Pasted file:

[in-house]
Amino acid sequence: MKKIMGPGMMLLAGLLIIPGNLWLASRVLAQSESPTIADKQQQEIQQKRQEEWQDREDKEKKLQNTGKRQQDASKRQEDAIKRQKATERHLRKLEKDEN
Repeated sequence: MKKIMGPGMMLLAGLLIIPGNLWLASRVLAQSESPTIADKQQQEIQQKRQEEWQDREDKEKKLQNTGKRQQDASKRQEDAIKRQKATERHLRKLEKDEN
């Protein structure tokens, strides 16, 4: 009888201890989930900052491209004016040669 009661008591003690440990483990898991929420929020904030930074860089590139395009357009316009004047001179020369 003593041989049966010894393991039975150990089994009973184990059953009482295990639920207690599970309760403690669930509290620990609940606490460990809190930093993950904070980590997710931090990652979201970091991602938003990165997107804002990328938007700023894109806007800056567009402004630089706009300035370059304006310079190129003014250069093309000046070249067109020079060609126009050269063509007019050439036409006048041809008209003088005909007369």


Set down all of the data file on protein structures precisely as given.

[in-house]
Amino acid sequence: MKKIMGPGMMLLAGLLIIPGNLWLASRVLAQSESPTIADKQQQEIQQKRQEEWQDREDKEKKLQNTGKRQQDASKRQEDAIKRQKATERHLRKLEKDEN
Repeated sequence: MKKIMGPGMMLLAGLLIIPGNLWLASRVLAQSESPTIADKQQQEIQQKRQEEWQDREDKEKKLQNTGKRQQDASKRQEDAIKRQKATERHLRKLEKDEN
């Protein structure tokens, strides 16, 4: 009888201890989930900052491209004016040669 009661008591003690440990483990898991929420929020904030930074860089590139395009357009316009004047001179020369 003593041989049966010894393991039975150990089994009973184990059953009482295990639920207690599970309760403690669930509290620990609940606490460990809190930093993950904070980590997710931090990652979201970091991602938003990165997107804002990328938007700023894109806007800056567009402004630089706009300035370059304006310079190129003014250069093309000046070249067109020079060609126009050269063509007019050439036409006048041809008209003088005909007369």